That day she’d also made another promise to herself. She’d find her brothers and her father and reunite them with her mother. Somehow, Emily swore, she’d learn everything she needed to in order to defeat the Centre and reunite her family.

* * * * * * * * *

Present day

Emily turned her car onto the last street before Uncle Max’s. Ever since the day her mother had explained the need for secrecy, Emily had gone along with her mother’s plans. After all, Margaret had been the only family Emily had. Finding her brothers had been the one thing that Emily had been sure would help to give her the normal family she desperately wanted. It was one thing, she had always thought, to not have a father because your parents were divorced, or your father died. To not have a father because he had to run for his life seemed an injustice she refused to accept.

That day in Boston, seeing Jarod, seeing the danger he was in, Emily had grown stronger. It wasn’t a myth, something her mother had made up to keep her daughter in line. It wasn’t a delusion. There really were people chasing her brother who would stop at nothing to harm her family.

That day had also been too much for Margaret. She had retreated into a world of her own, and nothing Emily could do seemed to help. Eventually there had been no choice. Emily had to place her mother in an environment where she could receive skilled nursing care.

Uncle Max had been a godsend then. He’d known which convent would keep their secret and why Margaret would be willing to go there. Some of those secrets Margaret had only been willing to trust to another adult. Emily frowned. If Jarod were here, she’d be able to convince her mother that they were both adults. She wasn’t sure that either Jordan or Ethan would be enough to help Margaret. After all, like her, they weren’t Jarod.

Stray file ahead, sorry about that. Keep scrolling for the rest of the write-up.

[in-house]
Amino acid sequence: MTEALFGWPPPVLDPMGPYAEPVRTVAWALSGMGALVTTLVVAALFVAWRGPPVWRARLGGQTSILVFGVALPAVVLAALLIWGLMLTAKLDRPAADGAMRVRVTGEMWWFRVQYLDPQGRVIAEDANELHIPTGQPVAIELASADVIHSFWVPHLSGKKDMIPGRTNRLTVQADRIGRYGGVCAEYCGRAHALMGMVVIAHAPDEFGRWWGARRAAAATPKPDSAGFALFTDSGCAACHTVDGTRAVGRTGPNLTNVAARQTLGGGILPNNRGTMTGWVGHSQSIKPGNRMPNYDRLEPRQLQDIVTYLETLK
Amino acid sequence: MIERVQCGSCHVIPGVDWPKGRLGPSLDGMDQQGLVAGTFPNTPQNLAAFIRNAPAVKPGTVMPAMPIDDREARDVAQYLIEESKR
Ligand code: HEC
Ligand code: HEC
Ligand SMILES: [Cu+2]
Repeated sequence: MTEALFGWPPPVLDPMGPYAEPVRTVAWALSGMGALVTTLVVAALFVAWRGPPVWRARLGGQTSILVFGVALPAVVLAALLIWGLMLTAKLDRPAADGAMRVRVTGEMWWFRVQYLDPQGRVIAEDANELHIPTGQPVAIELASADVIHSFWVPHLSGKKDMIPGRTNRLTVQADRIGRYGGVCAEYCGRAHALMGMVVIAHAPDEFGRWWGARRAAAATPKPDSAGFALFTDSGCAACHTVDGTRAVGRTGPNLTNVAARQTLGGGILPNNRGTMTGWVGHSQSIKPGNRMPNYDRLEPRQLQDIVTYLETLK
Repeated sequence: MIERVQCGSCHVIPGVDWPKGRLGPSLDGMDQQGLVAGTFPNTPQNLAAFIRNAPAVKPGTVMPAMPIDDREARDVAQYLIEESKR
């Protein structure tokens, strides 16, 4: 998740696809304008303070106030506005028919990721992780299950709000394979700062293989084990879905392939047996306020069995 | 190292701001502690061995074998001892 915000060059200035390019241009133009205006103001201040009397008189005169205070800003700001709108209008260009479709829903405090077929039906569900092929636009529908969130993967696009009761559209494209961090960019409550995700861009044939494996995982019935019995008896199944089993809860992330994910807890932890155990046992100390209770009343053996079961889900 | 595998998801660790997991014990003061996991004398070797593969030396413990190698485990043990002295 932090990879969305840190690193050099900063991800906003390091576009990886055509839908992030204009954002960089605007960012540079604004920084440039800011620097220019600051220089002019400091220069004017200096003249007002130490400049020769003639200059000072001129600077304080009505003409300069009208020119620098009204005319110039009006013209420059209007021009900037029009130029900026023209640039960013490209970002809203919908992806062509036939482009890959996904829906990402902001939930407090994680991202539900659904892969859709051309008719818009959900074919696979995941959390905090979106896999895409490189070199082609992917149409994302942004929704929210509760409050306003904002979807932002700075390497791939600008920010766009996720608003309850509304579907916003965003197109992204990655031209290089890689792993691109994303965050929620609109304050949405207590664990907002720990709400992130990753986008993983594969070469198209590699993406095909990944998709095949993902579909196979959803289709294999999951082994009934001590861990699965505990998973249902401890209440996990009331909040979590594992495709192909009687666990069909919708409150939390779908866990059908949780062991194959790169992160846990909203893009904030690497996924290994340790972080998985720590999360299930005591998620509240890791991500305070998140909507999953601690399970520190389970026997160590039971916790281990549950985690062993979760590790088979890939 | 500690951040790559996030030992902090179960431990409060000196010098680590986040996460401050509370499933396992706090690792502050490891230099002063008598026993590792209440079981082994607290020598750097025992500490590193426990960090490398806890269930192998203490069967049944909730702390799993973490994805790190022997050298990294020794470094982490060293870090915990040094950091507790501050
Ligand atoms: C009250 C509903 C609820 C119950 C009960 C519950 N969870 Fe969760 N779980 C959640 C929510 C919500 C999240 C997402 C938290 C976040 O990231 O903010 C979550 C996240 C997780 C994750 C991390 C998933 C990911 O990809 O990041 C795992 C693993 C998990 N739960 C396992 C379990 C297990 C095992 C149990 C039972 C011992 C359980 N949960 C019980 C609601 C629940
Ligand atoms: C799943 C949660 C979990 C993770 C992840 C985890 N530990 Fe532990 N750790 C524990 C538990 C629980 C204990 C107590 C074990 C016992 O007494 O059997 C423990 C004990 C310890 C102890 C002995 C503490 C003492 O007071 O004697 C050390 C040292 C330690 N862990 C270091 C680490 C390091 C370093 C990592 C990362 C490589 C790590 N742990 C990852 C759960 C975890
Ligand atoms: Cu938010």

Emily parked her car outside the small white bungalow. She walked up the steps and knocked on the door.

“OK, coming.” She heard the sounds of his cane tap on the floor. Uncle Max was retired air force, a friend of her parents. He’d been injured in a plane crash after retirement and walked with a cane or used a wheelchair. Perhaps the Centre hadn’t sought him out because his connection with the Major was too tenuous. Max had been Charles’ flight instructor. Or, Emily had sometimes thought, perhaps they just didn’t care about her and her mother. Maybe, to the Centre, all females were like Catherine Parker... expendable.

He let her in and she followed him to the old beat-up kitchen where they’d shared dinners between relocations.

“Hey, sweetheart. What’s wrong?”

“Mom,” Emily answered, going to the stove to put the kettle on for tea.

“Is there a change?”

“Not exactly.” She paused. “Awhile back I found my Dad, or rather, he found me. He really misses Mom. “

“You thought he wouldn’t?” Max asked.

“Not really. Mom doesn’t talk about him. She just talks about Jarod. I never really understood that part of it.” Emily poured her tea, then refilled Max’s cup.